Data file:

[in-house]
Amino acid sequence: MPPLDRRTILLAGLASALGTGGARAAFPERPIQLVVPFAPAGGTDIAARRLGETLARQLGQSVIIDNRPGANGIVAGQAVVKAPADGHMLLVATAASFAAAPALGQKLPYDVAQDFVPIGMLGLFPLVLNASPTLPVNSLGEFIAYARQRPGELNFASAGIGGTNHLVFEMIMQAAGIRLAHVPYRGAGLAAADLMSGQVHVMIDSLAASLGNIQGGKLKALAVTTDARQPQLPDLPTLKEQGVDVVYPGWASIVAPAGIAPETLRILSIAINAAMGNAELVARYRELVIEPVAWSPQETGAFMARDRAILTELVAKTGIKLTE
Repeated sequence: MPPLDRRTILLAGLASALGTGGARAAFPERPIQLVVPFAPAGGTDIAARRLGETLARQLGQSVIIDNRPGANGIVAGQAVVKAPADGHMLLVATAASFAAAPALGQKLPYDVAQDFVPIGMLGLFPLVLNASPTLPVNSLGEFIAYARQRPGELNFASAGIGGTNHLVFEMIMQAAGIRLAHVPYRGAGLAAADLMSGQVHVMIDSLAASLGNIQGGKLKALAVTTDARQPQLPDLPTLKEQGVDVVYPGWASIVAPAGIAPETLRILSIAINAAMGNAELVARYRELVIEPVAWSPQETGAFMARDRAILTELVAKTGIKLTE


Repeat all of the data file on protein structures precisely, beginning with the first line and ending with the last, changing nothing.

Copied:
[in-house]
Amino acid sequence: MPPLDRRTILLAGLASALGTGGARAAFPERPIQLVVPFAPAGGTDIAARRLGETLARQLGQSVIIDNRPGANGIVAGQAVVKAPADGHMLLVATAASFAAAPALGQKLPYDVAQDFVPIGMLGLFPLVLNASPTLPVNSLGEFIAYARQRPGELNFASAGIGGTNHLVFEMIMQAAGIRLAHVPYRGAGLAAADLMSGQVHVMIDSLAASLGNIQGGKLKALAVTTDARQPQLPDLPTLKEQGVDVVYPGWASIVAPAGIAPETLRILSIAINAAMGNAELVARYRELVIEPVAWSPQETGAFMARDRAILTELVAKTGIKLTE
Repeated sequence: MPPLDRRTILLAGLASALGTGGARAAFPERPIQLVVPFAPAGGTDIAARRLGETLARQLGQSVIIDNRPGANGIVAGQAVVKAPADGHMLLVATAASFAAAPALGQKLPYDVAQDFVPIGMLGLFPLVLNASPTLPVNSLGEFIAYARQRPGELNFASAGIGGTNHLVFEMIMQAAGIRLAHVPYRGAGLAAADLMSGQVHVMIDSLAASLGNIQGGKLKALAVTTDARQPQLPDLPTLKEQGVDVVYPGWASIVAPAGIAPETLRILSIAINAAMGNAELVARYRELVIEPVAWSPQETGAFMARDRAILTELVAKTGIKLTE